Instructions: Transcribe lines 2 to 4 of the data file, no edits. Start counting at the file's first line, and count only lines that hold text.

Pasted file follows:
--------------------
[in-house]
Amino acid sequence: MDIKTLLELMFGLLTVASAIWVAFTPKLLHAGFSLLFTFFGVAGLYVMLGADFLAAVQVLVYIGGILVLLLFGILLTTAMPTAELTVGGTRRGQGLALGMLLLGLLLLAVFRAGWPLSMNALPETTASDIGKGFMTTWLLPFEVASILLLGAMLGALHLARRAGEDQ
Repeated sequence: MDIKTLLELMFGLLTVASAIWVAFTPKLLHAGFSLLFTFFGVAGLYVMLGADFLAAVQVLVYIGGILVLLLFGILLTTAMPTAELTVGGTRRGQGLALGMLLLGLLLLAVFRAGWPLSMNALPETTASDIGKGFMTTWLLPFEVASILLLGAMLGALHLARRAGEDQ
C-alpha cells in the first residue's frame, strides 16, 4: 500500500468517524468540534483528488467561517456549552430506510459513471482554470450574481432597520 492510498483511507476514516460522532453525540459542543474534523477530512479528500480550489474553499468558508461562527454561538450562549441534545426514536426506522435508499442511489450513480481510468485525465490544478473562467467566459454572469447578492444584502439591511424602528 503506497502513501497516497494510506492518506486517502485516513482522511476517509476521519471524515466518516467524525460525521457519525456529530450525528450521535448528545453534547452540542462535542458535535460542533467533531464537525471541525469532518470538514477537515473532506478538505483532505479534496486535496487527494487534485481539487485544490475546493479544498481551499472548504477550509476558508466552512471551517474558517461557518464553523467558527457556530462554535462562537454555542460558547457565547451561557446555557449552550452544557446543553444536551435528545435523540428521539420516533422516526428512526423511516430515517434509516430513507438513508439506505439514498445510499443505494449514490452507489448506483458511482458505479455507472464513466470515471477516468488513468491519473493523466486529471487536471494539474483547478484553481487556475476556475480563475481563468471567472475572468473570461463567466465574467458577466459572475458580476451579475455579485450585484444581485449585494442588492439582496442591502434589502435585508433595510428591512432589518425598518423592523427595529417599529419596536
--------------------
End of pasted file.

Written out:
Amino acid sequence: MDIKTLLELMFGLLTVASAIWVAFTPKLLHAGFSLLFTFFGVAGLYVMLGADFLAAVQVLVYIGGILVLLLFGILLTTAMPTAELTVGGTRRGQGLALGMLLLGLLLLAVFRAGWPLSMNALPETTASDIGKGFMTTWLLPFEVASILLLGAMLGALHLARRAGEDQ
Repeated sequence: MDIKTLLELMFGLLTVASAIWVAFTPKLLHAGFSLLFTFFGVAGLYVMLGADFLAAVQVLVYIGGILVLLLFGILLTTAMPTAELTVGGTRRGQGLALGMLLLGLLLLAVFRAGWPLSMNALPETTASDIGKGFMTTWLLPFEVASILLLGAMLGALHLARRAGEDQ
C-alpha cells in the first residue's frame, strides 16, 4: 500500500468517524468540534483528488467561517456549552430506510459513471482554470450574481432597520 492510498483511507476514516460522532453525540459542543474534523477530512479528500480550489474553499468558508461562527454561538450562549441534545426514536426506522435508499442511489450513480481510468485525465490544478473562467467566459454572469447578492444584502439591511424602528 503506497502513501497516497494510506492518506486517502485516513482522511476517509476521519471524515466518516467524525460525521457519525456529530450525528450521535448528545453534547452540542462535542458535535460542533467533531464537525471541525469532518470538514477537515473532506478538505483532505479534496486535496487527494487534485481539487485544490475546493479544498481551499472548504477550509476558508466552512471551517474558517461557518464553523467558527457556530462554535462562537454555542460558547457565547451561557446555557449552550452544557446543553444536551435528545435523540428521539420516533422516526428512526423511516430515517434509516430513507438513508439506505439514498445510499443505494449514490452507489448506483458511482458505479455507472464513466470515471477516468488513468491519473493523466486529471487536471494539474483547478484553481487556475476556475480563475481563468471567472475572468473570461463567466465574467458577466459572475458580476451579475455579485450585484444581485449585494442588492439582496442591502434589502435585508433595510428591512432589518425598518423592523427595529417599529419596536